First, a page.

The penultimate fight also went badly for the kobolds, but was a bit more interesting for us. This fight featured a wyrm priest (black dragon), his two beefy bodyguard kobolds, 4 elite kobold warriors with firepots, gluepots and stinkpots, and 4 cannon fodder spear carrying kobolds following around a large boulder that presented us with a bit of an 'Indiana Jones' moment as it rolled around the room we were in. The wyrm priest was foreshadowing, but we didn't recognize it at the time. Among his abilities was an acidic breath weapon that required a couple of healing surges from the paladin and the cleric to allow the paladin and the fighter to keep the pressure on the priest and his bodyguards. The rest of the part cleaned up the elite warriors and the boulder fanboys. My warlock was able, eventually, to contribute long range firepower to the priest fight, while the ranger, almost single-handedly, used his bow to take down the first line defenders. None of that really fully prepared us for the final room.
The final room contained a very difficult test, a 4th level black dragon with 280 hit points. It was a large creature who could, among other things, call darkness almost at will, and had an acidic breath weapon that did pretty significant initial and ongoing damage. The DM running this event made a couple of rule decisions that made things harder for us than I think the event intended. The dragon's darkness spell, as decided by the DM, was essentially a 'deeper darkness' spell that couldn't be dispelled by the wizard's at will light spell. That magical darkness made it exceptionally difficult for anybody to hit the dragon, and the high AC and other defences also contributed to us only bloodying (getting it to below half it's hit points) before it finally killed all of us (except for one character that fled the dungeon.) My warlock's shadow walk kept it alive for awhile as it moved about the room in concealment, but my poor rolls meant that I did very little damage to it before it killed me. The poor rolls also contributed to my inability to use my daily ability -- the 'Curse of the Dark Dream', which if it had gotten off, would have contributed 3d8+4 psychic damage, and allowed me to slide it 3 squares into a corner, to prevent it from moving. According to the blogs, parties that managed to critical strike on daily powers, and keep the creature flanked, usually did pretty well. As it was, almost the entire party got hit with the breathe weapon right at the start. We got behind the dragon, and never caught up.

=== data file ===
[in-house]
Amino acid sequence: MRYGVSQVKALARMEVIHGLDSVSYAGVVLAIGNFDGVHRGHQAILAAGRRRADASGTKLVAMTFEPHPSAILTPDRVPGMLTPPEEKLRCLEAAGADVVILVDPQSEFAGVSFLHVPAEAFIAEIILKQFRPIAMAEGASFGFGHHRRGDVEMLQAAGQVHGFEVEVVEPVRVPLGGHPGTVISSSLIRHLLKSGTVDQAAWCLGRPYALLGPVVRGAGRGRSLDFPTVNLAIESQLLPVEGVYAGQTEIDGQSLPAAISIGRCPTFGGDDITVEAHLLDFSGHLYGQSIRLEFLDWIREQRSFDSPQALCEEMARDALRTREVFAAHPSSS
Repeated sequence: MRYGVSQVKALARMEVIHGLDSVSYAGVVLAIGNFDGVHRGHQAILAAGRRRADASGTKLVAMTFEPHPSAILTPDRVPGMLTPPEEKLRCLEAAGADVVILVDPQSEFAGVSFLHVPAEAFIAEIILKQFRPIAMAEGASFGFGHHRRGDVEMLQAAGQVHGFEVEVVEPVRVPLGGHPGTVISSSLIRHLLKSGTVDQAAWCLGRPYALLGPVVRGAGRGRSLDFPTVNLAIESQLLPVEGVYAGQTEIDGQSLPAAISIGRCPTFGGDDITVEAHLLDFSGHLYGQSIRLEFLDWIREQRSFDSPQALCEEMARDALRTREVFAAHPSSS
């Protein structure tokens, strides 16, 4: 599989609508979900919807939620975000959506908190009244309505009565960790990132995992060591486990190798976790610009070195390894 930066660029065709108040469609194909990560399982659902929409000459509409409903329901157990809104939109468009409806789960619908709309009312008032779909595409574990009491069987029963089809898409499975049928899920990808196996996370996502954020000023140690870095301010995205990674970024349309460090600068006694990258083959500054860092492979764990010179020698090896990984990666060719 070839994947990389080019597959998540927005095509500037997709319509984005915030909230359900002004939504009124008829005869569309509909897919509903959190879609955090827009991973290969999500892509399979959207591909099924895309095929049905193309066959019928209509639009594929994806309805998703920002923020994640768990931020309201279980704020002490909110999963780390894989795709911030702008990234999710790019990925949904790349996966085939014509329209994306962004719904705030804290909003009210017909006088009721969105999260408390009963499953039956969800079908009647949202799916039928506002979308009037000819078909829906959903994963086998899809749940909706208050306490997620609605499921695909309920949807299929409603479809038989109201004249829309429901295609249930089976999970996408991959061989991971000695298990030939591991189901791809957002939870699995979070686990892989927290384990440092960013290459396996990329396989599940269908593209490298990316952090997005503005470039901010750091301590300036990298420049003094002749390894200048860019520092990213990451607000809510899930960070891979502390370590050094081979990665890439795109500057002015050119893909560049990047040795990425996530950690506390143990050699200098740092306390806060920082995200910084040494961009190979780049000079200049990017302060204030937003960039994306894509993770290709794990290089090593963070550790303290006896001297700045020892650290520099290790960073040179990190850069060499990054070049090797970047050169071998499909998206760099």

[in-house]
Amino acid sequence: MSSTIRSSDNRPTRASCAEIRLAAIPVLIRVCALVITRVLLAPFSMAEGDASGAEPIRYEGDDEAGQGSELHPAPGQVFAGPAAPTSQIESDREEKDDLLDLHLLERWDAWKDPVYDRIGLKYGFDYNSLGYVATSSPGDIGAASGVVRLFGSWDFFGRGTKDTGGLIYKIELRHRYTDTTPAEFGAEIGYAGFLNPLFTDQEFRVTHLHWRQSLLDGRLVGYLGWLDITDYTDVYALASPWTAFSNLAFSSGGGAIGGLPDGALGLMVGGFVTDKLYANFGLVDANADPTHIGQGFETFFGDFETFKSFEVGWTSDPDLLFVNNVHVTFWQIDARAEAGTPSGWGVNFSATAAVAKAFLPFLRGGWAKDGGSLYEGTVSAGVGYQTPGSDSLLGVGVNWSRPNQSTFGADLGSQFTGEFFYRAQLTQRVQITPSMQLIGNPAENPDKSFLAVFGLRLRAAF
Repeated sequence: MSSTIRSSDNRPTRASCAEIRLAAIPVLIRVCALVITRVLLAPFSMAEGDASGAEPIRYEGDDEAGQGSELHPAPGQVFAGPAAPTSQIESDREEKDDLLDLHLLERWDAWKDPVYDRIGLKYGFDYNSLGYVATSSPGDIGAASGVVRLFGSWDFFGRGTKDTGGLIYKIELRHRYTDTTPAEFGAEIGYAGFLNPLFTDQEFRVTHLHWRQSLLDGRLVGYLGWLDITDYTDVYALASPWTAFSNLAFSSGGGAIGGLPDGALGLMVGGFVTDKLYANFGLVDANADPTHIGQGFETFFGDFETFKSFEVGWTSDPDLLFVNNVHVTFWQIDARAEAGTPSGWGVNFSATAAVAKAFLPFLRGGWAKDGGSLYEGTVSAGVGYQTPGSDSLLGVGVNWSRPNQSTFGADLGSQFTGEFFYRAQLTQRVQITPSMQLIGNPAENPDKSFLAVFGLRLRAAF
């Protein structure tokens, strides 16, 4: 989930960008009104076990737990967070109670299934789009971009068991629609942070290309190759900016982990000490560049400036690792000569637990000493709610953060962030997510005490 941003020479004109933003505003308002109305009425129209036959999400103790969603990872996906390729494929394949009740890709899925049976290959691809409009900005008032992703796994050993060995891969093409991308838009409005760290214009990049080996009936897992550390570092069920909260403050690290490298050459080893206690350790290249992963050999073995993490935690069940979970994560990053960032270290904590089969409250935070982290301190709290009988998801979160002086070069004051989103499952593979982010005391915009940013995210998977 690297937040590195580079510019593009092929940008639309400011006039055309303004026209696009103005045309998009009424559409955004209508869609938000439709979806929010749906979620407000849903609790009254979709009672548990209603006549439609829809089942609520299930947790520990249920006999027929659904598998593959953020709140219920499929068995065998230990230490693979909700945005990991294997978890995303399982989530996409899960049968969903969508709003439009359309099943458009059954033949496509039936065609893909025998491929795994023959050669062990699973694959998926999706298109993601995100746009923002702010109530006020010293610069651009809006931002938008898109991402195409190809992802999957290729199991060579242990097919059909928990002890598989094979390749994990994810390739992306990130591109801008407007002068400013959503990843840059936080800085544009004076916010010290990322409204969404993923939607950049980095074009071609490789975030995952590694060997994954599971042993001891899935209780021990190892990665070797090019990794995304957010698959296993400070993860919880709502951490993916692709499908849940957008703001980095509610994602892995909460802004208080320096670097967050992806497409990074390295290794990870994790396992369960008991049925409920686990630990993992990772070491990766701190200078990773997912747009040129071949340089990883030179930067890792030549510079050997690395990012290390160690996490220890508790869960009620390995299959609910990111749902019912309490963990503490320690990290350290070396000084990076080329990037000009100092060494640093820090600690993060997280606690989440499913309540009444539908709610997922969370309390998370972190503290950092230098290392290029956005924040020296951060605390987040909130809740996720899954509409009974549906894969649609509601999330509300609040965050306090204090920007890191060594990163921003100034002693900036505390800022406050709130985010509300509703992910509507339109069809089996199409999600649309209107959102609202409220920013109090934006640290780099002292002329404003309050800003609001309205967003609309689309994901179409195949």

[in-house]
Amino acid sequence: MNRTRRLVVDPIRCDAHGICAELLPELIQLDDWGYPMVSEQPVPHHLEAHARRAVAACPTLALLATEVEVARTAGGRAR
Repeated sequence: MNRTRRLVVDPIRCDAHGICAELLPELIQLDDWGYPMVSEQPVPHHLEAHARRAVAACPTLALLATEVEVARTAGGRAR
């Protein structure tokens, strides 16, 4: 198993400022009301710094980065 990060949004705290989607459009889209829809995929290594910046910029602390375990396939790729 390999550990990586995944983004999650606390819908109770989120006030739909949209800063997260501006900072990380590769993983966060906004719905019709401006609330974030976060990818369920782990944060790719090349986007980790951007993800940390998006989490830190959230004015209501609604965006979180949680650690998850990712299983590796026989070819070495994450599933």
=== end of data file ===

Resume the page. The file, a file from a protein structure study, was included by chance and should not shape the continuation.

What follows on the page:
[Group member] and I played some DnD miniatures (DDM). We never did get into the true 4th edition DDM prerelease event, but the DDM league play had 4th edition cards for the Desert of Desolation league, so we were able to get a taste of the impact of the new rules. In a nutshell, the new rules simplify most combat adjudication, without limiting the options for ways to solve combat problems. This was also true of the RPG versions of the rule, once you got used to the different names for similar concepts. One example is the handling of difficulty classes for rolls involving fortitude, will, and reflex. Most straight combats involved rolls against the target's AC. Spells, powers, and exploits usually involved rolls against fortitude, will, or reflex defenses. For example, the warlock's basic attack was her use of eldritch blast. Eldritch blast is an attack at +4 vs Reflex (rather than AC) that deals 1d10+4 damage. Combined with a warlock's curse, the warlock can dish out 1d10+4+1d6 damage as a standard action.